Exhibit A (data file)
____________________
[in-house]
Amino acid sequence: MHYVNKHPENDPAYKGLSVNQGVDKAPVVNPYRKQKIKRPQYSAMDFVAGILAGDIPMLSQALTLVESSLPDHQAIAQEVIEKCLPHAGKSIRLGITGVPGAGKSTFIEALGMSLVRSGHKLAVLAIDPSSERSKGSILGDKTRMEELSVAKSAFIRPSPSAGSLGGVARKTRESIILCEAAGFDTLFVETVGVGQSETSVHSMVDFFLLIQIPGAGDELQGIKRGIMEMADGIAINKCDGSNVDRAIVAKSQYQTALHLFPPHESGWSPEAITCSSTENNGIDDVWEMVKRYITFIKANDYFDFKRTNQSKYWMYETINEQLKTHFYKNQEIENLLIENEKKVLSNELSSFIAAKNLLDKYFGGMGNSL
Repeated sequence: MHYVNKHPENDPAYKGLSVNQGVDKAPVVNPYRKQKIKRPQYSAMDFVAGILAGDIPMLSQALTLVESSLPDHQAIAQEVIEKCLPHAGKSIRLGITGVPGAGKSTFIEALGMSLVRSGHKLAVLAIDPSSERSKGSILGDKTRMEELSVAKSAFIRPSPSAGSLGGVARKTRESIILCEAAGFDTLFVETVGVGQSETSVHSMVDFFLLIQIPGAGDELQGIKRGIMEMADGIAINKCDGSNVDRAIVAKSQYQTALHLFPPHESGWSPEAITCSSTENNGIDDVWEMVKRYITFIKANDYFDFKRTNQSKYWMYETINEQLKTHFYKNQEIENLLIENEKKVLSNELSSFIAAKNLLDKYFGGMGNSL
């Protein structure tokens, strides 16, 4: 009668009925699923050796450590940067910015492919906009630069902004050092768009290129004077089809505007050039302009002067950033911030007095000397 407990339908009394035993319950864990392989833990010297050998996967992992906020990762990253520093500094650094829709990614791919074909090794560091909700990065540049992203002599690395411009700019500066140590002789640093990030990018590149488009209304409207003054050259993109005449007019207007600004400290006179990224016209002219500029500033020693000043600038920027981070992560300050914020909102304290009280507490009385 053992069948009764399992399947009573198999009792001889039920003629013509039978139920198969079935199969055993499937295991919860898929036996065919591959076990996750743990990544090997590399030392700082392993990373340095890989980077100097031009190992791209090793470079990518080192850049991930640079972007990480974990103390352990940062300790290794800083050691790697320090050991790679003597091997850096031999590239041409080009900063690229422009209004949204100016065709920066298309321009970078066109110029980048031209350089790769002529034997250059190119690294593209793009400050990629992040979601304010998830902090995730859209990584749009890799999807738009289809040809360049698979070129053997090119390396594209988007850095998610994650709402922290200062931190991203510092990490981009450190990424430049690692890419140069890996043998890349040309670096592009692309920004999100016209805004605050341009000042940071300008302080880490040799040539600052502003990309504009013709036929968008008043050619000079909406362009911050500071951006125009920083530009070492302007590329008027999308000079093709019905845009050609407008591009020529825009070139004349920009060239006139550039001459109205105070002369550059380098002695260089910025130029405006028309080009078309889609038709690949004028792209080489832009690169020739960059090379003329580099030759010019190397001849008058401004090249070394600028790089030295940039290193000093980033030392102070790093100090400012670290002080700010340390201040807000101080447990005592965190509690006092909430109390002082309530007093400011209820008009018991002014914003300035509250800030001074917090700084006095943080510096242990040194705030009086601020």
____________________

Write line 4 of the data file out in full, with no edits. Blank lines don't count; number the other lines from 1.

């Protein structure tokens, strides 16, 4: 009668009925699923050796450590940067910015492919906009630069902004050092768009290129004077089809505007050039302009002067950033911030007095000397 407990339908009394035993319950864990392989833990010297050998996967992992906020990762990253520093500094650094829709990614791919074909090794560091909700990065540049992203002599690395411009700019500066140590002789640093990030990018590149488009209304409207003054050259993109005449007019207007600004400290006179990224016209002219500029500033020693000043600038920027981070992560300050914020909102304290009280507490009385 053992069948009764399992399947009573198999009792001889039920003629013509039978139920198969079935199969055993499937295991919860898929036996065919591959076990996750743990990544090997590399030392700082392993990373340095890989980077100097031009190992791209090793470079990518080192850049991930640079972007990480974990103390352990940062300790290794800083050691790697320090050991790679003597091997850096031999590239041409080009900063690229422009209004949204100016065709920066298309321009970078066109110029980048031209350089790769002529034997250059190119690294593209793009400050990629992040979601304010998830902090995730859209990584749009890799999807738009289809040809360049698979070129053997090119390396594209988007850095998610994650709402922290200062931190991203510092990490981009450190990424430049690692890419140069890996043998890349040309670096592009692309920004999100016209805004605050341009000042940071300008302080880490040799040539600052502003990309504009013709036929968008008043050619000079909406362009911050500071951006125009920083530009070492302007590329008027999308000079093709019905845009050609407008591009020529825009070139004349920009060239006139550039001459109205105070002369550059380098002695260089910025130029405006028309080009078309889609038709690949004028792209080489832009690169020739960059090379003329580099030759010019190397001849008058401004090249070394600028790089030295940039290193000093980033030392102070790093100090400012670290002080700010340390201040807000101080447990005592965190509690006092909430109390002082309530007093400011209820008009018991002014914003300035509250800030001074917090700084006095943080510096242990040194705030009086601020």